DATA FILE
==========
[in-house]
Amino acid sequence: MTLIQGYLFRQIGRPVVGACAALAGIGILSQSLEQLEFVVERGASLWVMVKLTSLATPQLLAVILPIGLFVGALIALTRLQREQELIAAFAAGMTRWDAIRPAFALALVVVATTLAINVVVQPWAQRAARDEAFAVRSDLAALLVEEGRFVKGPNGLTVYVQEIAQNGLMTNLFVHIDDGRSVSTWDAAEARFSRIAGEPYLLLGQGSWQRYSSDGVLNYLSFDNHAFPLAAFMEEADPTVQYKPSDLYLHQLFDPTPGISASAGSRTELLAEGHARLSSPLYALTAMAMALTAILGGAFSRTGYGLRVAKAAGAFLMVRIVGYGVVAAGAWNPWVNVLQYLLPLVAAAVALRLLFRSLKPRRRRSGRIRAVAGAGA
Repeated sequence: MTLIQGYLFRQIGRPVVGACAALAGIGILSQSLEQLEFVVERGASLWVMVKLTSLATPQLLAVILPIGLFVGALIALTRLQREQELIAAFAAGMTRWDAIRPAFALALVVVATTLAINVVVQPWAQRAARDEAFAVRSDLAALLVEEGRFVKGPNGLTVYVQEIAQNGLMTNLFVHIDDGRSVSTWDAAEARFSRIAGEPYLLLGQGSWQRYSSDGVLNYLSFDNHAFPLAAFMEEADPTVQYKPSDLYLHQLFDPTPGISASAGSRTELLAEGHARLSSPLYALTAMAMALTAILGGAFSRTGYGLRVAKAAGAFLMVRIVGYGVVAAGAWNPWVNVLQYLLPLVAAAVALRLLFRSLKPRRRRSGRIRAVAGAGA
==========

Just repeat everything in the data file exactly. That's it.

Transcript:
[in-house]
Amino acid sequence: MTLIQGYLFRQIGRPVVGACAALAGIGILSQSLEQLEFVVERGASLWVMVKLTSLATPQLLAVILPIGLFVGALIALTRLQREQELIAAFAAGMTRWDAIRPAFALALVVVATTLAINVVVQPWAQRAARDEAFAVRSDLAALLVEEGRFVKGPNGLTVYVQEIAQNGLMTNLFVHIDDGRSVSTWDAAEARFSRIAGEPYLLLGQGSWQRYSSDGVLNYLSFDNHAFPLAAFMEEADPTVQYKPSDLYLHQLFDPTPGISASAGSRTELLAEGHARLSSPLYALTAMAMALTAILGGAFSRTGYGLRVAKAAGAFLMVRIVGYGVVAAGAWNPWVNVLQYLLPLVAAAVALRLLFRSLKPRRRRSGRIRAVAGAGA
Repeated sequence: MTLIQGYLFRQIGRPVVGACAALAGIGILSQSLEQLEFVVERGASLWVMVKLTSLATPQLLAVILPIGLFVGALIALTRLQREQELIAAFAAGMTRWDAIRPAFALALVVVATTLAINVVVQPWAQRAARDEAFAVRSDLAALLVEEGRFVKGPNGLTVYVQEIAQNGLMTNLFVHIDDGRSVSTWDAAEARFSRIAGEPYLLLGQGSWQRYSSDGVLNYLSFDNHAFPLAAFMEEADPTVQYKPSDLYLHQLFDPTPGISASAGSRTELLAEGHARLSSPLYALTAMAMALTAILGGAFSRTGYGLRVAKAAGAFLMVRIVGYGVVAAGAWNPWVNVLQYLLPLVAAAVALRLLFRSLKPRRRRSGRIRAVAGAGA